Operation principles

Diagram of air circulation in the turbocharger


1- air intake
2- side-on channel of the compressor
3- side-on channel of the compressor
4-The intake manifold - air supply
5- exhaust manifold - exhaust outlet
6- side-on section of the turbine - fumes hit the rotor blades of the turbine – they drive it
7- discharge of exhaust gas from turbocharger to the exhaust system

How do the turbocharges work?

Although once turbochargers were used only in sports cars , today we find them every day in all kinds of vehicles - both diesel and gasoline .

Boost is one of the easiest ways to increase engine power. It consists of air pumped into the cylinders. The turbocharger is the most popular type of this kind of device. Mostly it is combined with the diesel engine.

Combustion of the fuel in the engine - the mechanism

To could look closer to the principle of fuel combustion it is worth to take as an example four-stroke engines that are today the most commonly used. Their duty cycle consists of four strokes. The first – choke - occurs when the piston reaches out and air sucks (in the diesel engine) or when a mixture occurs (on gasoline). Then, the compression occurs, after that there is expansion. This is how it comes to ignition of the mixture of fuel and air. The last phase is the removal of exhaust gases.

Thanks to the simplicity of this principle is possible to increase the engine power by using different techniques.

One of them is an increase in cubic capacity.

This mechanism works in such way that the more the combustion chamber is increased , the more fuel will be able to be burnt. To achieve this it is necessary to enlarge the volume of each separate cylinder or to increase their number. The engine of greater weight and size allows for a slight increase in capacity, if we do not take into account fuel consumption and emissions.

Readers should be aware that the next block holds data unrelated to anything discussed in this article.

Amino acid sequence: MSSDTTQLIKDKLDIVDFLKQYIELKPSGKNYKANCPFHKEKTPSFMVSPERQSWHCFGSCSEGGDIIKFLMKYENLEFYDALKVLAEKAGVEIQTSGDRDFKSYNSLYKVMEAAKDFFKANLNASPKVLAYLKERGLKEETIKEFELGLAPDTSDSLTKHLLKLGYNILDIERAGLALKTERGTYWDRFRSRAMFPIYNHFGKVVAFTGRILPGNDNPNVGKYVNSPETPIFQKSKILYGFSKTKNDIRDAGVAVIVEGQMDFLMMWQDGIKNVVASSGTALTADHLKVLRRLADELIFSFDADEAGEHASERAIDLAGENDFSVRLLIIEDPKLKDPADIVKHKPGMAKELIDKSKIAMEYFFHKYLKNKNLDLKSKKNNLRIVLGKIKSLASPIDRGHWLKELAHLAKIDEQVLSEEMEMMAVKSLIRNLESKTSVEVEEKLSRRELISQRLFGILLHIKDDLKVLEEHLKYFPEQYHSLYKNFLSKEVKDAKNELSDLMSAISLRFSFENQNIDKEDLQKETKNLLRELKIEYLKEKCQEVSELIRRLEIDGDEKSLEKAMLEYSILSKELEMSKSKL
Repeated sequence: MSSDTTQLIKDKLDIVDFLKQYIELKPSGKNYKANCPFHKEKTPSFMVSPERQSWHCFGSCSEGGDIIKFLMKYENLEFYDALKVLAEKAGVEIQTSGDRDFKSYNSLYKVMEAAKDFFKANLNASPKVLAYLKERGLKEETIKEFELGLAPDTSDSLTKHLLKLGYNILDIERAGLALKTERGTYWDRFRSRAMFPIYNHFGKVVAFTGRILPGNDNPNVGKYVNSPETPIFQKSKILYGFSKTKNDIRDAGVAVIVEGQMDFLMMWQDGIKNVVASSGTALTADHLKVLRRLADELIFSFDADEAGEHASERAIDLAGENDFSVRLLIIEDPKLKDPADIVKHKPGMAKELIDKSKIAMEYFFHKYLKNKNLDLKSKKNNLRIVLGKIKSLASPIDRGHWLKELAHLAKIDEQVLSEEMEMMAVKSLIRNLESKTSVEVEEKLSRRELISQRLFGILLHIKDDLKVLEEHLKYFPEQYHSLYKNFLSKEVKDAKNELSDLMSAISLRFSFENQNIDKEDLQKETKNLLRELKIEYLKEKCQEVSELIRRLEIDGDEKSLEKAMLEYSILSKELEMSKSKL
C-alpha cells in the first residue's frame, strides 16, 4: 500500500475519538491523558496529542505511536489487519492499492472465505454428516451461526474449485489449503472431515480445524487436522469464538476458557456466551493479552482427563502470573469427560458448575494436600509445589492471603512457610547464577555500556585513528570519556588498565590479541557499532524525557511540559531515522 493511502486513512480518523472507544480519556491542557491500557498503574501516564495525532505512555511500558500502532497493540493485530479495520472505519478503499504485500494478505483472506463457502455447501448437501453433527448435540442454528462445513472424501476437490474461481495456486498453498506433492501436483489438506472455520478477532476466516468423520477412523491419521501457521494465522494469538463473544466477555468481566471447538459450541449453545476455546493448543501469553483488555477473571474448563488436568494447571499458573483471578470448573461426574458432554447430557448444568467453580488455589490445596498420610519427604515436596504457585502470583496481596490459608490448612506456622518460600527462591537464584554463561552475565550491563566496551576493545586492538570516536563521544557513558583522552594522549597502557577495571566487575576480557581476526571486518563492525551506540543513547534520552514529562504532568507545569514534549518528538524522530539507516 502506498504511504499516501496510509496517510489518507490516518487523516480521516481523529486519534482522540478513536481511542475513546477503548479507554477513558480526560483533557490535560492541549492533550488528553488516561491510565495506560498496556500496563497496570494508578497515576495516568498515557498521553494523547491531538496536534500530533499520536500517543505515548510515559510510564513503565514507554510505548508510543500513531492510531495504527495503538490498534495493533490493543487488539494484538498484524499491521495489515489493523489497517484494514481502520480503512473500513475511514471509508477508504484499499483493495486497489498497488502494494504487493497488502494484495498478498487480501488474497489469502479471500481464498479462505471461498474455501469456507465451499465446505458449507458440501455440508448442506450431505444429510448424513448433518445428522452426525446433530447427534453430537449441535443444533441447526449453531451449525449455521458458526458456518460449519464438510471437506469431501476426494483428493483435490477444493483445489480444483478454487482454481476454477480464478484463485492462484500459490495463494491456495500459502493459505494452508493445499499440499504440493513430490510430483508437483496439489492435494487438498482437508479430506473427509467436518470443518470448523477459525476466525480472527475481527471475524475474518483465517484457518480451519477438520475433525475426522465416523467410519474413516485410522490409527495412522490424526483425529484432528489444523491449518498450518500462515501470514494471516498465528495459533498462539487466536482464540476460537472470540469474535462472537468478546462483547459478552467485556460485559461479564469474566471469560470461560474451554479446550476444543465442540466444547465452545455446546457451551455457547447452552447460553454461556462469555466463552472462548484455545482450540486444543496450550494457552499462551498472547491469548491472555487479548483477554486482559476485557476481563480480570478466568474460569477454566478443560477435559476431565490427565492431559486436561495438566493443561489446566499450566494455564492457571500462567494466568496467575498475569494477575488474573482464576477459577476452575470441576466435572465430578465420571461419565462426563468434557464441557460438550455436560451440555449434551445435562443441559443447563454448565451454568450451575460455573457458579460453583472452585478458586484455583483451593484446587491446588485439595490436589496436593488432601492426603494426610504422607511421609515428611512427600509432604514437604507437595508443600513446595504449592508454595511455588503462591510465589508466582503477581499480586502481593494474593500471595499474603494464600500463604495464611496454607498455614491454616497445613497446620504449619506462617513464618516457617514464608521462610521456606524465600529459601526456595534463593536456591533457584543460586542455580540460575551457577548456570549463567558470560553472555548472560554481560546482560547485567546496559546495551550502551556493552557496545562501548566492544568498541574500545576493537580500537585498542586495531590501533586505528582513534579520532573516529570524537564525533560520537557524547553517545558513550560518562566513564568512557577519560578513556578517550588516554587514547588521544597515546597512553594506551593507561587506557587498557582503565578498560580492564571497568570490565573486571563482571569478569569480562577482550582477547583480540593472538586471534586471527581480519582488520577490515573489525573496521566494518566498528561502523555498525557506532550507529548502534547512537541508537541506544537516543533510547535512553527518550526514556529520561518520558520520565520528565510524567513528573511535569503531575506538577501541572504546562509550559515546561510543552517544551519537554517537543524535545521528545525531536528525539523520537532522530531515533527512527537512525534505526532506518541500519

Another method is to increase the pivotal speed.

It means that in one unit of time there is more strokes taken. Unfortunately, it is very limited method and it has some drawbacks. In fact it may cause the increase of friction and thus the gradual reduction of engine efficiency.

In engines having a turbo boost, air used in the combustion is compressed before it is in the combustion chamber, contrary to the above-described cases in which gases escape from the engine in a natural way and the air - necessary to ensure that - is sucked by the intake valve directly into the cylinder. The increased pressure enables to get into the combustion chamber more air, although it is sucked to the same cylinder volume. As a result, we have more fuel to burn, and thus more powerful engine, resulting in spite of the same pivotal speed and cubic capacity. While compressing the air reaches the heat up to about 180 degrees Celsius. Then, while being cooled in intercooler, it becomes denser, raising even more engine power.

One of the methods that has a positive impact on engine power is to lower the air temperature. It helps to reduce fuel consumption and exhaust gas, and thus - harmful nitrogen oxides by receiving a lower air inlet temperature and ignition. Mechanical and turbocharging chargings differ from each other.

Mechanical boost: to compress the air that is necessary for combustion, the engine driven compressor is used. However, to operate it needs energy, which loss affects the relatively small increase in power. Possible to achieve increase in capacity is on average 10-15%, and its size depends e.g. on the dimensions of the engine. Such solution, a mechanical supercharger - compared to non-supercharged engine of such power - affects the increase in fuel consumption.

Turbocharging boost :in this case we use the exhaust energy that is consumed to drive a turbine, located on the same shaft as the compressor. The task of the compressor is to intake and compress the air and passing it on to the engine. The connection between the engine and turbocharger is not mechanical, their cooperation is possible through the bond of gas.